The project aims to strengthen regional collaboration to reduce environmental stress and to improve the livelihoods of communities living in the Lake basin. Lake Victoria is the second largest freshwater body in the world, and is currently facing several environmental stresses, which are adversely impacting the basin’s ecosystem, as well as the region’s economy. Apart from supporting a wide diversity of flora and fauna, the Basin also supports a large fishing industry for export and local consumption, water supply, lake transportation, and hydro power generation.

The project was lauded by Board Members as one that served the riparian countries’ interests of collaborating in the management of the regional public goods, and that advanced efforts for institutional cooperation for regional integration. The LVEMP II also demonstrates the East African Communities (EAC) Partner States’ commitment to harmonize their national policies, legislation, and regulatory standards to ensure sustainable management of Lake Victoria’s shared water and fisheries resources.

The Board also acknowledged the project’s potential to have a major positive impact on employment, water quality, transport, energy and the environment in the region.

According to Ladisy Chengula, Senior Natural Resources Management Specialist at the Bank’s Africa Region, this project will help contribute to broad-based poverty alleviation and improvement of livelihoods in the countries involved: “The successful implementation of this project will generate a wide range of benefits, including enhancing the basin’s economic growth, reducing poverty to riparian communities, fostering regional cooperation, and protecting the integrity of a delicate Basin ecosystem.”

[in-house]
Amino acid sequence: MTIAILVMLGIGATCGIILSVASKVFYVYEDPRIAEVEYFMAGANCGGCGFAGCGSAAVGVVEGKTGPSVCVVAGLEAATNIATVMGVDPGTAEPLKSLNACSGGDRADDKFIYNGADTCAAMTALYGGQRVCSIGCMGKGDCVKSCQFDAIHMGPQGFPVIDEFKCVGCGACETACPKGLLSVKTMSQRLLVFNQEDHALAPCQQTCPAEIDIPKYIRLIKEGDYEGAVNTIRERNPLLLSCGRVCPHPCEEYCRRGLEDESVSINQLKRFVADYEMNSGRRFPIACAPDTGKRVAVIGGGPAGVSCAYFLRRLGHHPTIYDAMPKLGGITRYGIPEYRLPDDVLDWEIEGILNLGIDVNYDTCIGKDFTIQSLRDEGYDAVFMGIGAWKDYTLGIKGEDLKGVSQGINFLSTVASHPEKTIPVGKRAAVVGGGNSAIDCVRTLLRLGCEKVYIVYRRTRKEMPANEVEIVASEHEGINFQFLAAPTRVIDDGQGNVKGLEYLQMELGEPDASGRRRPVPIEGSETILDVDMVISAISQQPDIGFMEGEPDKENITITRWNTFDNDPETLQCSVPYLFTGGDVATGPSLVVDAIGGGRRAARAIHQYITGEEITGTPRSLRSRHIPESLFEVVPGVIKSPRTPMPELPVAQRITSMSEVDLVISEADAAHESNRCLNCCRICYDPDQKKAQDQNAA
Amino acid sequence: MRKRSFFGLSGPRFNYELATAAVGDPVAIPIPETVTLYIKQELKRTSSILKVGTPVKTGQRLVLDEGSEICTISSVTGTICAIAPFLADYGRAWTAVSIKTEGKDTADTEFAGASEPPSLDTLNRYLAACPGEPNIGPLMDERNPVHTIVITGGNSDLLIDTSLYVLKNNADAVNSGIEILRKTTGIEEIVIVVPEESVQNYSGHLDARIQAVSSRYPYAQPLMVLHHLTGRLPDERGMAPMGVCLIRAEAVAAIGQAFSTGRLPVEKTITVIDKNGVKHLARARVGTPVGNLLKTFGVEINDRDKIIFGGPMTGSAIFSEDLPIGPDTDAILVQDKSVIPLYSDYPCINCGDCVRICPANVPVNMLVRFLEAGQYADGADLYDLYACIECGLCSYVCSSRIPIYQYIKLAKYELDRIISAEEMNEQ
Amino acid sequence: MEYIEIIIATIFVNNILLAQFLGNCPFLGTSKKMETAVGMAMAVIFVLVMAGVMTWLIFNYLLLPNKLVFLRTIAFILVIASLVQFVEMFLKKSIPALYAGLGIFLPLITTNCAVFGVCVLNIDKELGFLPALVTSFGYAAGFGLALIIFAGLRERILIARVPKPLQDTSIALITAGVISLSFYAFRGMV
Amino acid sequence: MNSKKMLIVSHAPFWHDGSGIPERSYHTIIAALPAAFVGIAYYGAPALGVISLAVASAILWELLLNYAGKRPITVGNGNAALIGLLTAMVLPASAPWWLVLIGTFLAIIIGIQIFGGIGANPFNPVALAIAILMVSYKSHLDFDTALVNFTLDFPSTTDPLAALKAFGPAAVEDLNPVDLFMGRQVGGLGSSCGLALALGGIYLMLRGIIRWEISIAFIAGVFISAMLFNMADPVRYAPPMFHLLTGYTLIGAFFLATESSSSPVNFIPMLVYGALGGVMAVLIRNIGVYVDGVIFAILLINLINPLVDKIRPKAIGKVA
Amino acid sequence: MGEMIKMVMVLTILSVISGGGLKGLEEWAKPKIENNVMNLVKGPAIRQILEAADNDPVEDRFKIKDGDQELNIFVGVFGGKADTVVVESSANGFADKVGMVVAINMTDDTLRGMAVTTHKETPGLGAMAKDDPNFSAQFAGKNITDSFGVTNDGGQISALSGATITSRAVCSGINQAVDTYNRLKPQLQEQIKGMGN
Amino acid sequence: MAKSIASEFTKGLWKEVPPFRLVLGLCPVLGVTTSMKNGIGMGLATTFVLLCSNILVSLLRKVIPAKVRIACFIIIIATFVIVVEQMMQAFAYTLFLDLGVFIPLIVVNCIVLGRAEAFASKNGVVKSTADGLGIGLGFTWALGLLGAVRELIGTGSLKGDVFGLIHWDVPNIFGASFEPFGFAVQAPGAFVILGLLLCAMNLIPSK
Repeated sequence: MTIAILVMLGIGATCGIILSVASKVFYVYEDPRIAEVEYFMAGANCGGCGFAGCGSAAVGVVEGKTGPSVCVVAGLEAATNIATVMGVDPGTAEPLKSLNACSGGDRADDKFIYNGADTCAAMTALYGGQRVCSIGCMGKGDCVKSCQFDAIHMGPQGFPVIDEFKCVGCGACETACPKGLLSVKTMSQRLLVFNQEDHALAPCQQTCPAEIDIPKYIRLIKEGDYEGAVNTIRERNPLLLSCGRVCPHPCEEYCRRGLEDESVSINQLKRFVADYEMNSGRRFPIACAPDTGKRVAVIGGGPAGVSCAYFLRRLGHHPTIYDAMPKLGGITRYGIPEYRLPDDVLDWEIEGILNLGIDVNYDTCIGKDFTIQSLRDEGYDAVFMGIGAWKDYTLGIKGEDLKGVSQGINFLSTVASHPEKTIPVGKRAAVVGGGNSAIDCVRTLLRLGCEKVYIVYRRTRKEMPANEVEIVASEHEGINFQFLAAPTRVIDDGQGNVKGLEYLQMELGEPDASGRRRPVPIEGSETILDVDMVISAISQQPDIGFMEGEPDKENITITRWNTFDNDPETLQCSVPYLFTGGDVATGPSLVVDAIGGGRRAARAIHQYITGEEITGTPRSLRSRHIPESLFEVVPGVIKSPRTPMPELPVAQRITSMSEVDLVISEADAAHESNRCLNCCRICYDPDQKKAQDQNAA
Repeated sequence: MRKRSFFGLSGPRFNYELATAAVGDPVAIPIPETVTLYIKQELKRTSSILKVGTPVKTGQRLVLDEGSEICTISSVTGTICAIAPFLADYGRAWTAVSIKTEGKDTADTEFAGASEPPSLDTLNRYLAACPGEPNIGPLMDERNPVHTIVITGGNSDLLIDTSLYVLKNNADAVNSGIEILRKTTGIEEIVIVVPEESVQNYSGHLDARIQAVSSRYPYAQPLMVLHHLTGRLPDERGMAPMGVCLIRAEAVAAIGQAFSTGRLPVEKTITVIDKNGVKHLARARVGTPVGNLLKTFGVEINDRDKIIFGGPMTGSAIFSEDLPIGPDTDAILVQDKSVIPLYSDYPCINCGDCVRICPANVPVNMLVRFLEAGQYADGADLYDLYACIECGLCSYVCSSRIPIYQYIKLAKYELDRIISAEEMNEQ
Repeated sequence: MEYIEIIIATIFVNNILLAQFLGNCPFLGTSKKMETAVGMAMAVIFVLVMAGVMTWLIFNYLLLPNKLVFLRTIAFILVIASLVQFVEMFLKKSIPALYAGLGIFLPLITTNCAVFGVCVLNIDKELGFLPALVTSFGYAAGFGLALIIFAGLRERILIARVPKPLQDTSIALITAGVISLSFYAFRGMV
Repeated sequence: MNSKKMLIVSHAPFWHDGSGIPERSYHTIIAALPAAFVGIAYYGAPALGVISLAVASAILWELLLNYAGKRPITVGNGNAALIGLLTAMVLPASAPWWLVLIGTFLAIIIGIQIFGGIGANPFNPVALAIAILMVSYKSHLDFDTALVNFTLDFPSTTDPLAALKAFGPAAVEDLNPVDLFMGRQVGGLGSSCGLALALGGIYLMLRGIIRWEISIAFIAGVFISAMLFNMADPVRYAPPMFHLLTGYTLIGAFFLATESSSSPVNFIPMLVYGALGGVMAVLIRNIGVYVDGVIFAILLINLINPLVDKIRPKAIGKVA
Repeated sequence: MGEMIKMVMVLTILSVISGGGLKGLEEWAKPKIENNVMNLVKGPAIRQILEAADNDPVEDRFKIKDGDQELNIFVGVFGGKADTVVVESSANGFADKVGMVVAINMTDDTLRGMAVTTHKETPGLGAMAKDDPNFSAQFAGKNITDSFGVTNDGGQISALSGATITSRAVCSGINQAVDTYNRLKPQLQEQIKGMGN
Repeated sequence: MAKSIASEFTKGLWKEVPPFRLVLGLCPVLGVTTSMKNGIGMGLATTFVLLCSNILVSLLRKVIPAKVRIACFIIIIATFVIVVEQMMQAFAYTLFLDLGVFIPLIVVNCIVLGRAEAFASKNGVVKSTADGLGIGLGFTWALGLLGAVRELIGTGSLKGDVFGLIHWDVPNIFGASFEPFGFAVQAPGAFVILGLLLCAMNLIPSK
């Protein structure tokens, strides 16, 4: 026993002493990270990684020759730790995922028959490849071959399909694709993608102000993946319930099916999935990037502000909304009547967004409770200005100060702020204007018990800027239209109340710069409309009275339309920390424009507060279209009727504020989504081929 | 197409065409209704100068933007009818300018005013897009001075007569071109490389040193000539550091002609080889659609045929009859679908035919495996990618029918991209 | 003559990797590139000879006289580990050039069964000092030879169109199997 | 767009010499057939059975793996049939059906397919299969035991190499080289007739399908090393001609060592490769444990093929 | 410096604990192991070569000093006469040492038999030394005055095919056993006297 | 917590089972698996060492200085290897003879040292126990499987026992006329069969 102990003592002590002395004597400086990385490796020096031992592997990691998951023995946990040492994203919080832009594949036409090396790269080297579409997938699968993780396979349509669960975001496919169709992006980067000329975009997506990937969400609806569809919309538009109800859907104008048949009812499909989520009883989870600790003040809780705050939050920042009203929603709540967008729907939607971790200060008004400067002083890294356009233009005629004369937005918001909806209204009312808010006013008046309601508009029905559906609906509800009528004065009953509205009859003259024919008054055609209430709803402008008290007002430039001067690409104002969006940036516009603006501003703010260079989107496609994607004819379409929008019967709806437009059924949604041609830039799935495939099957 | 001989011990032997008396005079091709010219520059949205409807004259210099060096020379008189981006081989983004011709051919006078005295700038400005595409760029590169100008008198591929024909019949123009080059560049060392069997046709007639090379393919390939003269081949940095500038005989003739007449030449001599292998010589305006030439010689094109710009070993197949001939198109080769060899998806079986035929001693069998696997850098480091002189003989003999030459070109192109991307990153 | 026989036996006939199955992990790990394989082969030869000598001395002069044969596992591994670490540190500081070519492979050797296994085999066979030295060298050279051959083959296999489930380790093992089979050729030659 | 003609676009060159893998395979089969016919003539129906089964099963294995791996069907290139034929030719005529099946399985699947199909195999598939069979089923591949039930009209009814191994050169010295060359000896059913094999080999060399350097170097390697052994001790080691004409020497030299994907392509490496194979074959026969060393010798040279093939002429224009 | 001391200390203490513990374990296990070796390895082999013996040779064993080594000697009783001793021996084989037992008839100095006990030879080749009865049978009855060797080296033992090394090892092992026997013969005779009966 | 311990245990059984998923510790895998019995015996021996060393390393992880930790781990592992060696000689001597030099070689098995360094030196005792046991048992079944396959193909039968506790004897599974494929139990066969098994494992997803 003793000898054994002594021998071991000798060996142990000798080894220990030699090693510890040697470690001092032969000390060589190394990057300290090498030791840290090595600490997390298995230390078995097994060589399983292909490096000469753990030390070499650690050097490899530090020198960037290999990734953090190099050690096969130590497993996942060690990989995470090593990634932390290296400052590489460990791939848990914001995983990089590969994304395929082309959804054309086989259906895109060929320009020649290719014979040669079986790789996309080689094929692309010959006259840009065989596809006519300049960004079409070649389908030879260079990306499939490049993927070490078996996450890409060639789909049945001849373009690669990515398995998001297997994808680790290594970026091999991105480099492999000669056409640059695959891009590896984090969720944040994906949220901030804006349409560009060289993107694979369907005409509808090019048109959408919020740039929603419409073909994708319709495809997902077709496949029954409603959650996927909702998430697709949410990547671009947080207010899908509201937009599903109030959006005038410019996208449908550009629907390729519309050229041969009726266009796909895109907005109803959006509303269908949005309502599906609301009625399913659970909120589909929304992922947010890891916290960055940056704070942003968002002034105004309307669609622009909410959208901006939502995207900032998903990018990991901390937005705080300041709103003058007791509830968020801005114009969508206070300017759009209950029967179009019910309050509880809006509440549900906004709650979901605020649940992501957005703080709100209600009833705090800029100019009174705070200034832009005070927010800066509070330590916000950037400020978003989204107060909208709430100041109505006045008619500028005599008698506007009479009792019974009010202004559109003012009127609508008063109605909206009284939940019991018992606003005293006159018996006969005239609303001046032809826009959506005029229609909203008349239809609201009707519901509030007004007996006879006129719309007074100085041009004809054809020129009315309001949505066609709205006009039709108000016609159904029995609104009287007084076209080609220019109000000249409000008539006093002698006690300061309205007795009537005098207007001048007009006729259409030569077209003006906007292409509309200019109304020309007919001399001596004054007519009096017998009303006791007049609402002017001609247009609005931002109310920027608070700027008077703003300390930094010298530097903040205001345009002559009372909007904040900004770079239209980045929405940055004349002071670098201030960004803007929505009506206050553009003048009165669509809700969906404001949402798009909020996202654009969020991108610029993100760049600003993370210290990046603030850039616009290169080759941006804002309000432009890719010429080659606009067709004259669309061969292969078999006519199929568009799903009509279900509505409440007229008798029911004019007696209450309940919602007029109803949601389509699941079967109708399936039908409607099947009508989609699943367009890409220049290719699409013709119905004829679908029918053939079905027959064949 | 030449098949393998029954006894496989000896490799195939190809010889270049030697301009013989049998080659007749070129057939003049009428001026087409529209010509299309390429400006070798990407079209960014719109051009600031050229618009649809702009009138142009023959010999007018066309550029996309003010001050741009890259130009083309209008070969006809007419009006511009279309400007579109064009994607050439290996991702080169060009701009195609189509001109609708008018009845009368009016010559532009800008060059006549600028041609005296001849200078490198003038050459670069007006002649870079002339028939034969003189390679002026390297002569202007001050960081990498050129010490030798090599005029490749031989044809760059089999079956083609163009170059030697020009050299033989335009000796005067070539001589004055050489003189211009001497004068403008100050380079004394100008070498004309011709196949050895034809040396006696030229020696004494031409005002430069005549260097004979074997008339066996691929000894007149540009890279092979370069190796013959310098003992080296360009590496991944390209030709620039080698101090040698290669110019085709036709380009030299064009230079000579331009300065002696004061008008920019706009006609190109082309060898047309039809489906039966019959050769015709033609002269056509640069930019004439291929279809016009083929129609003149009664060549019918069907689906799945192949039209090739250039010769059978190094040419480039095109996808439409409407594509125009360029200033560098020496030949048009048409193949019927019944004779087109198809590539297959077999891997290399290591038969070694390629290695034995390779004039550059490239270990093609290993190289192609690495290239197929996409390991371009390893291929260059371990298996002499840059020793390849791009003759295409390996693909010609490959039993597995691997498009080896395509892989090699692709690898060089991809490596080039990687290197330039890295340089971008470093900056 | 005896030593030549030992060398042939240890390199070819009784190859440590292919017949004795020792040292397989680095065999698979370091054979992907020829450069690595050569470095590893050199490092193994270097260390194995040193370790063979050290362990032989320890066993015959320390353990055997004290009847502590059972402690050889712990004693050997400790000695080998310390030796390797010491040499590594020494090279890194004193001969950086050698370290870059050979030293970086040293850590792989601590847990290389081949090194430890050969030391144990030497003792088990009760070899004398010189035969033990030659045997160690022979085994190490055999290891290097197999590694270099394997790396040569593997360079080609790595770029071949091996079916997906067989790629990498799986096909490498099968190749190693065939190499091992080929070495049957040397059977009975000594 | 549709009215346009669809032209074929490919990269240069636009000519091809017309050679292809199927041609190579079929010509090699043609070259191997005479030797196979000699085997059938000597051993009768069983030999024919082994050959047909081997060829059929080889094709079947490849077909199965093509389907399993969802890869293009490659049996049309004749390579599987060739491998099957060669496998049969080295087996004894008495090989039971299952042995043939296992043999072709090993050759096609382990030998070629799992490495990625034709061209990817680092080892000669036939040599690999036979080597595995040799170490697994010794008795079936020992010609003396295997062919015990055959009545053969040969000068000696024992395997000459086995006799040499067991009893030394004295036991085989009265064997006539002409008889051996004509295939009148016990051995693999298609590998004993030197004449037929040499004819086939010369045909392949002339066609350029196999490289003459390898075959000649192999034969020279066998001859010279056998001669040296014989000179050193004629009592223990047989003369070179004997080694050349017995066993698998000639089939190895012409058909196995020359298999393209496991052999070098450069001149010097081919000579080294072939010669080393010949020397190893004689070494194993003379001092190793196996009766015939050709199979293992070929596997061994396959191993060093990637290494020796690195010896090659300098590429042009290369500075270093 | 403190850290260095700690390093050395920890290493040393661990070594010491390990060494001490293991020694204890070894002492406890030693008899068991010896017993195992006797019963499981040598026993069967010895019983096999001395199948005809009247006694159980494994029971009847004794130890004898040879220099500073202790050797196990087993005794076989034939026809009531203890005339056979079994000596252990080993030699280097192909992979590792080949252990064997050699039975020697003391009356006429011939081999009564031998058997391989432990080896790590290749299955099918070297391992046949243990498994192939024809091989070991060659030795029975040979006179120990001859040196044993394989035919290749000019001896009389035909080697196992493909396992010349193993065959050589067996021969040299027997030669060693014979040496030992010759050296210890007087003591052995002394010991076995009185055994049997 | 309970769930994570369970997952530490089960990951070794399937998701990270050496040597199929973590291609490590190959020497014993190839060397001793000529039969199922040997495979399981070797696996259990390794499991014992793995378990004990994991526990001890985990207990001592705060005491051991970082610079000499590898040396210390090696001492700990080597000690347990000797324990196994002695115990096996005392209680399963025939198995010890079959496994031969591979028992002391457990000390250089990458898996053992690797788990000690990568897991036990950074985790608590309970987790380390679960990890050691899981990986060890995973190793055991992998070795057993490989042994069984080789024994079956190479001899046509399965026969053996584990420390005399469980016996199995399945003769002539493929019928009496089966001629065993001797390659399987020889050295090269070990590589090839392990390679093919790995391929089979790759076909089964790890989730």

About 35 million people, which is roughly 35% of the total population of Kenya, Tanzania and Uganda, live in the Lake Victoria basin.

The regional project is intended to scale up successful interventions piloted under the IDA/GEF financed Lake Victoria Environmental Management Project I (LVEMP I), which was implemented from March 1997 – December 2005. The LVEMP II has aggressively sought to incorporate lessons learnt from the implementation of LVEMP I into its design. The project will be implemented in three phases, with Burundi and Rwanda coming onboard during the second phase, after meeting certain requirements.

Phase 1 of the LVEMP II program consists of four main components: i) strengthening institutional capacity for managing shared water and fisheries resources; ii) pollution control and prevention, which aims to reduce environmental stresses within the lake; iii) watershed management which seeks to reduce environmental stresses from the lake basin; and iv) project coordination and management, which will provide resources necessary for the effective project monitoring and evaluation activities, and sharing of information among countries.

The project is co-financed by the Swedish Government and the Global Environment Facility.